I guess I am in the "really don't like them/almost can't stand them" camp. As already mentioned, they are good for the small misc. items missing at the jobsite, but certainly not the place to go for anything major. If anyone has tried getting a delivery of anything you too know what a failure and joke that is. Sad to say too that the people working at H.D., for the most part, are pretty well clueless.

I judge my success in estimating and purchasing based on how infrequently I have to go to H.D. or Lowes. Right now I have only been once in about the last 6 months and that was to get some wheat straw for erosion control to make the inspectors happy.

I don't see how H.D. can ever gain a good foothold in the serious contractor market as they just can't seem to get their act together. And their prices...terrible. Trim prices are 2x's what I pay my regular supplier. I did see their baseboard on "sale" though last time there...it was only about 1 1/2 times as expensive then!
 
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Old 04-30-03, 08:39 PM
millertime
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Re: who can resist?

Originally posted by Woodsong
Really, what builder can refrain from adding to a long thread concerning home depot?
H.D. in our neck of the woods charges more than you could imagine for lumber. Plus, if you factor in the time wasted loading it on a cart, waiting in line, loading onto your own truck, etc. the cost REALLY gets high.
I guess I am in the "really don't like them/almost can't stand them" camp. As already mentioned, they are good for the small misc. items missing at the jobsite, but certainly not the place to go for anything major. If anyone has tried getting a delivery of anything you too know what a failure and joke that is. Sad to say too that the people working at H.D., for the most part, are pretty well clueless.

I judge my success in estimating and purchasing based on how infrequently I have to go to H.D. or Lowes. Right now I have only been once in about the last 6 months and that was to get some wheat straw for erosion control to make the inspectors happy.

I don't see how H.D. can ever gain a good foothold in the serious contractor market as they just can't seem to get their act together. And their prices...terrible. Trim prices are 2x's what I pay my regular supplier. I did see their baseboard on "sale" though last time there...it was only about 1 1/2 times as expensive then!
I dont think HD, or any of this "Home Improvement" Stores want to have anything to do with contractors.
 
  #29  
Old 04-30-03, 08:50 PM
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HD drop-off's :) good one

Yeah, try being an installer for this outfit. They are supposed to have the material and product either pulled for me so when I walk in the door in the morning "everything is ready to go" has'nt happened yet since January. Good news is that I get to charge them for anything over a 1/2hr. But, I get tired of standing around while the moroons look at the paperwork, walk over here ask so and so about it, look around some more, ask somebody else on their portable phones, etc...I've done enough of their jobs now for both stores that I know where stuff is at and what it is, so most of the time I automatically grab a cart walking in the door, drop off my paperwork at special ed-I mean special servies go pull the material and/or product myself then head back up to special services where the goof ball is still trying to figure out how to expedite the customers PO, and finally load the stuff into my own truck/s. HD says it's becasue the middle company between HD and myself did'nt fax the needed paperwork the night before so they did'nt know I was coming-even though after the first 3 or 4 times I got fax confirmations from the middle man with date/time sent and presented that to the stores "manager" and get a reply that it must have been misplaced-every frickin time?-come on now. I use this HD account for my drag racing play money-entry,beverage, food, etc..but if a person worked with them and thought them could make a living,LOL good luck a very unorganized group to say the least-and it's the same story at both stores so I'll place the blame on the "trainers" they bring in to teach these people how to do their jobs. And yeah I still hate their lumber-even though it's indoors.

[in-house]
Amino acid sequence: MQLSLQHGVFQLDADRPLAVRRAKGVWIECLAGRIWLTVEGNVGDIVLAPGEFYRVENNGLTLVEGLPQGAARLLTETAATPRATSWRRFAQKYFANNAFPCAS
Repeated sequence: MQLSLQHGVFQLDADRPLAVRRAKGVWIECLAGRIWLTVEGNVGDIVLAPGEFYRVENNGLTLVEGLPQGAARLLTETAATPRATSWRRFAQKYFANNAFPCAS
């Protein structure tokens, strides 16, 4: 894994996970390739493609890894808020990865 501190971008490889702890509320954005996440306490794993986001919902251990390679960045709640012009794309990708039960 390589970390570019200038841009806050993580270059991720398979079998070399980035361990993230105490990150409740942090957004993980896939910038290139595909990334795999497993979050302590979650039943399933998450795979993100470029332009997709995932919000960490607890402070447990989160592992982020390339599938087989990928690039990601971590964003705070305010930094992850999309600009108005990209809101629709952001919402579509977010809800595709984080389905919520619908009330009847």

#30  
Old 05-01-03, 08:51 PM
Woodsong
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Re: Re: who can resist?

Originally posted by millertime


I dont think HD, or any of this "Home Improvement" Stores want to have anything to do with contractors.
Millertime,
Actually here in our area they are really trying hard to get contractor's business and talk about how "contractor friendly" they are. I do agree though that, at least deep down, they must not want to deal with contractors b/c if they really did one would think they would get their stuff together and make a serious attempt at making it work!
 
  #31  
Old 05-02-03, 03:47 PM
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OK Guys here it is. There are only 2 kinds of lumber. Kiln dry and wet. End of story. Wet lumber will warp when it drys out if it is allowed to. Do you know why people buy wet lumber ? They are too cheap to buy dry lumber. End of chapter 2. Then they buy cheap lumber and cry about it. Just as many above have done.
If you don;t like warpping lumber, buy the good stuff. If your lumber warps, it is your fault. No one elses. When you buy wet lumber, use it right away then it will dry in place and be straight.
Sp thats how it is. And oh yes, metel studs are not made out of beer cans. Go to some other subject. Lets all go down to plumbing and talk about lead pipes which all of your water systems in citys have. Good NIght.
 
  #32  
Old 05-02-03, 09:36 PM
bungalow jeff
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Red face My how serious we are

Yes, it is true that beer cans are mainly recycled into more beer cans. Unless you are on Extreme Homes, then they are the aggregate in the house walls.

Woodsong,
Does your HD have the trolls lurking around, pouncing on the confused and desperate on Sunday afternoons?